The Obama Administration did the right thing on immigration last week, addressing demands from two key political constituencies feeling somewhat jilted since Inauguration Day, liberal women's groups and LGBT voters. On the women's front, the Justice Department is set to issue a long-awaited decision on gender based asylum claims. Separately, in a major shift aimed at ending stigma against people with HIV/AIDS -- a stigma rooted in Jesse Helms' era anti-gay bias -- the Obama Administration, is declassifying HIV infection as a health related ground of inadmissibility for visitors to the United States.
On the asylum side, the Justice Department's decision relates to a case pending before DHS and the Immigration Court's since 1995, Matter of R-A-, 24 I&N Dec. 629 (A.G. 2008). Ms. Alvarado is a native of Guatemala who suffered years of brutal abuse at the hands of her husband, and ex-Guatemalan army soldier. Her story was the subject of a PBS Documentary, Destination America.
Despite her repeated attempts to obtain protection from the [Guatemalan authorities], the police and the courts refused to intervene. When she ran away, her husband found her and beat her unconscious. Desperate to save her life, Ms. Alvarado finally fled to the United States, leaving her two children with relatives.
In 1996, a San Francisco immigration judge granted Rodi asylum. But the immigration service chose to appeal . . . In June 1999, the BIA reversed the decision of the immigration judge, and ordered that Ms. Alvarado be deported to Guatemala. The decision in Matter of R- A- led to denials of asylum protection to women fleeing a broad range of serious human rights violations, including trafficking for prostitution, gang rape and honor killing, as well as domestic violence.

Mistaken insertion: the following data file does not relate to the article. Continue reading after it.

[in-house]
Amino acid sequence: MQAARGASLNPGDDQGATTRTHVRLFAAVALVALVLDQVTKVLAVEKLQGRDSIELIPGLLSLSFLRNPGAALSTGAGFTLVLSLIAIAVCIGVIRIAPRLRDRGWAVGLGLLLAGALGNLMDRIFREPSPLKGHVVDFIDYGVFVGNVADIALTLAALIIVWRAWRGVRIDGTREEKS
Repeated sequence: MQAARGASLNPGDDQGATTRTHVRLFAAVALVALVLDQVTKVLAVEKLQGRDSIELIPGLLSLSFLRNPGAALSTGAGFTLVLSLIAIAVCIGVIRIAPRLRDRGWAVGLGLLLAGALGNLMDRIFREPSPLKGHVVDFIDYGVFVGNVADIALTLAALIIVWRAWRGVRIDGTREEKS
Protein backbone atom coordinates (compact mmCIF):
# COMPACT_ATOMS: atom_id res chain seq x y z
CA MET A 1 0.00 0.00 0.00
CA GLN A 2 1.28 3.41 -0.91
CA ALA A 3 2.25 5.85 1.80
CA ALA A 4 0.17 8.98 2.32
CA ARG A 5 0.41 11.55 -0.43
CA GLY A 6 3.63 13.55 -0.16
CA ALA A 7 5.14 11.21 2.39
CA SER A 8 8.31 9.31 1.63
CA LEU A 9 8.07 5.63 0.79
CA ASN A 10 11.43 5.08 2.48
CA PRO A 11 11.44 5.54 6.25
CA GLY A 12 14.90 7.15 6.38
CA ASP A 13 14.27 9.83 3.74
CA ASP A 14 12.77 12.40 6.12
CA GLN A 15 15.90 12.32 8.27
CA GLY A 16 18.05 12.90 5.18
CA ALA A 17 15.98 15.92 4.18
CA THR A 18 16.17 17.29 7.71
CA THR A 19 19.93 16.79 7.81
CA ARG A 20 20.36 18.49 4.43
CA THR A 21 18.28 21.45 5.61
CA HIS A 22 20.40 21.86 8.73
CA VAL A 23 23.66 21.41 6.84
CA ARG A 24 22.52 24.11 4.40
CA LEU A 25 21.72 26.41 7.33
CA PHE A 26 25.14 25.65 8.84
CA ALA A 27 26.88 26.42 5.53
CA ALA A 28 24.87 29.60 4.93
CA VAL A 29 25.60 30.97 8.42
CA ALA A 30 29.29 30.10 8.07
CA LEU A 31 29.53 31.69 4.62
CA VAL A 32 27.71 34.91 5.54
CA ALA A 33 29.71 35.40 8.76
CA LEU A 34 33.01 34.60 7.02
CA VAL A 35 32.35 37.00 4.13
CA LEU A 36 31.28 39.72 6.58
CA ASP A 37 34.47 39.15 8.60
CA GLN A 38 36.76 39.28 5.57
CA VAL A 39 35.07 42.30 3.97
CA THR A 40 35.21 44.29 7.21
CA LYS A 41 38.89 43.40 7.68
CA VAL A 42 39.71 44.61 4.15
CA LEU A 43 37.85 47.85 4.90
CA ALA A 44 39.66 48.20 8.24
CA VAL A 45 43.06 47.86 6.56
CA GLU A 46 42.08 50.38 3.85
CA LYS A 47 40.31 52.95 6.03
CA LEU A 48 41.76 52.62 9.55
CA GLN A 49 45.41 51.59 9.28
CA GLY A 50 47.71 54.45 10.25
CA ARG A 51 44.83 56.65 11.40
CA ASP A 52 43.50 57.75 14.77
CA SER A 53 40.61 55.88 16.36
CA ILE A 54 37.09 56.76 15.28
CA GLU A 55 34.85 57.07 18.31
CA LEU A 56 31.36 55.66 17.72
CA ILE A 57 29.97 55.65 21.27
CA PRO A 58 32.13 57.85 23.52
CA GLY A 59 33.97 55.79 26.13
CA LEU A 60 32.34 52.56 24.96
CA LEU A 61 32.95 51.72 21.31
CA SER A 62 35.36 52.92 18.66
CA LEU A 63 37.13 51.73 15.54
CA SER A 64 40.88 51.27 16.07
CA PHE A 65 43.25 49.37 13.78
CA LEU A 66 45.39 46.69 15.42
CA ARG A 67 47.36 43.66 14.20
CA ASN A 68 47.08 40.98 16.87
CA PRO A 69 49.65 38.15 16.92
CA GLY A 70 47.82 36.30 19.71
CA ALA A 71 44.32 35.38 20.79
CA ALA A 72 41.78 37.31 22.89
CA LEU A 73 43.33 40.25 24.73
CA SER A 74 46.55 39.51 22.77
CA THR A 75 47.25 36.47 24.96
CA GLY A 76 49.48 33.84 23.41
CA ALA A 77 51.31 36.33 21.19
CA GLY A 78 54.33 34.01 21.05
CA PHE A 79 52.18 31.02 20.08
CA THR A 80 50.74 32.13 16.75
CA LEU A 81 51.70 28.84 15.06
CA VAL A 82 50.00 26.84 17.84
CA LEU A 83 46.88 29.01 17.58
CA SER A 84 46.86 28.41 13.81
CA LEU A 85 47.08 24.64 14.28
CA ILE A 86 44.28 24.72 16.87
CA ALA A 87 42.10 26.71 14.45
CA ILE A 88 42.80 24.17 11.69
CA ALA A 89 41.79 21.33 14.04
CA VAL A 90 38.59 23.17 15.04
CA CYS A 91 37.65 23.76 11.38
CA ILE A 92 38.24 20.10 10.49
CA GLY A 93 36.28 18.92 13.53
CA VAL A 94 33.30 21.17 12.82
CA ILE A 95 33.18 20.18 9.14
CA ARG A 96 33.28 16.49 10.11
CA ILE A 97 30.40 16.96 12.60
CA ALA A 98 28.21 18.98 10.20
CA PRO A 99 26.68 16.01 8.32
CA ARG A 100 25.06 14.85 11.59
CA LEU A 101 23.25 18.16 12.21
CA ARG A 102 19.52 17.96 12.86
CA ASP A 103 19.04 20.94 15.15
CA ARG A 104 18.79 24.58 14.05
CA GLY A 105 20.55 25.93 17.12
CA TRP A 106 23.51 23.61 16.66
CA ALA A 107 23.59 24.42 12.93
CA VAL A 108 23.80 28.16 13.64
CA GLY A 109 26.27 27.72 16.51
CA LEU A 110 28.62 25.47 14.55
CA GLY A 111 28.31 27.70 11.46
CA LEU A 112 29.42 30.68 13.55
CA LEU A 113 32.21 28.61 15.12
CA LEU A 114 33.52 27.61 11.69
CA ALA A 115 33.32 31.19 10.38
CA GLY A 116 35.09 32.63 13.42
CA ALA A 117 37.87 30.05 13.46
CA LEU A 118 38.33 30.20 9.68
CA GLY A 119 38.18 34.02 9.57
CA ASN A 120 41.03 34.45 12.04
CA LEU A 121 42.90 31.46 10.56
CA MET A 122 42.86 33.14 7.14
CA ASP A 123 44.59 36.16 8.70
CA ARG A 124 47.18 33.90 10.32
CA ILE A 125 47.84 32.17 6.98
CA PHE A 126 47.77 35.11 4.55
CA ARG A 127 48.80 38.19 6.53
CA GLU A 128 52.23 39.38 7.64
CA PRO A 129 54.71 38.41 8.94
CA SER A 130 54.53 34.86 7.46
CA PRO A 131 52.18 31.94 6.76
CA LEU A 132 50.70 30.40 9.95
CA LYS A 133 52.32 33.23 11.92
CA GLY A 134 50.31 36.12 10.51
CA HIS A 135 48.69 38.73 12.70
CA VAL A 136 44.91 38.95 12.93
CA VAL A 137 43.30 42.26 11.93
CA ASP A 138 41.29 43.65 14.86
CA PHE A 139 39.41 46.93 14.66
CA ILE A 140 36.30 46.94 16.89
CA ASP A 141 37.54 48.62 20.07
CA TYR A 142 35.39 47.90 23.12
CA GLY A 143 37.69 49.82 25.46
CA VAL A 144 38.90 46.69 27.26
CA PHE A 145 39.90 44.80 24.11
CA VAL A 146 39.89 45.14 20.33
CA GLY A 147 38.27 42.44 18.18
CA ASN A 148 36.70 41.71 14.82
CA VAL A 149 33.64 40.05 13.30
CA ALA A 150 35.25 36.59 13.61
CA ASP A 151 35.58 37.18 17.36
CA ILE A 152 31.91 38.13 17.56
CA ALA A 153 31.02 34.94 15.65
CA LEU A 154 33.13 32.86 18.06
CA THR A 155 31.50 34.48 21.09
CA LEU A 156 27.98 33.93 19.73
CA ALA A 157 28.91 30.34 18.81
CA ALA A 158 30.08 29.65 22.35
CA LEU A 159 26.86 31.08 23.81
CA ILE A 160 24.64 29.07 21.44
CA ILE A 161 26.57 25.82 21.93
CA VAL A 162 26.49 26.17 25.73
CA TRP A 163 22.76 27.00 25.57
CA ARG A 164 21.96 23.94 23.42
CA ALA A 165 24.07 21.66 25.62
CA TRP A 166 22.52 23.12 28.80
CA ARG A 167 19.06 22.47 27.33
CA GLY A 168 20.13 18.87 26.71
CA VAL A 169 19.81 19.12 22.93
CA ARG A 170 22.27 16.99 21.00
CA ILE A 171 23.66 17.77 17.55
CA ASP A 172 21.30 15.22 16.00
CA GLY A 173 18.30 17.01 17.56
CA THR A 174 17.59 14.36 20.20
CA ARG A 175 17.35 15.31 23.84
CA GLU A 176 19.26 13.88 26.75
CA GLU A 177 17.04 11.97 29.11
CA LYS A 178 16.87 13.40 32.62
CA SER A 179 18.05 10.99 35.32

In January 2001, then-Attorney General Janet Reno responded to a nationwide campaign of outrage and concern by overturning the BIA's decision. She ordered the BIA to issue a new decision in Rodi's case after the issuance of proposed Department of Justice regulations on the subject of gender asylum. Those regulations have never been finalized by the Bush Administration. In January 2005, Attorney General Ashcroft remanded Matter of RA back to the BIA.
In September 2008, Attorney General Mukasey certified Matter of R-A- to himself and issued a decision ordering the BIA to reconsider it, removing the requirement that the BIA await the issuance of proposed regulations. This decision meant that the BIA could immediately begin to consider Matter of R-A-, as well as many other cases that had been placed on hold pending a decision in Matter of R-A-. However, because the case was litigated prior to the BIA decisions requiring an asylum applicant to establish the social visibility and particularity of the social group to which she belongs (see In re C-A-, 23 I. & N. Dec. 951 (BIA 2006), In re A-M-E- & J-G-U, 24 I. & N. Dec. 69 (BIA 2007), In re S-E-G-, 24 I. & N. Dec. 579 (BIA 2008)).
In July 2009, the Department of Homeland Security, which had originally opposed asylum in R-A-, submitted argument in a separate case, In re L-R-, (BIA 2009). That case involved a Mexican woman fleeing domestic violence. The DHS in its L-R- brief demonstrated a marked evolution in its gender persecution analysis: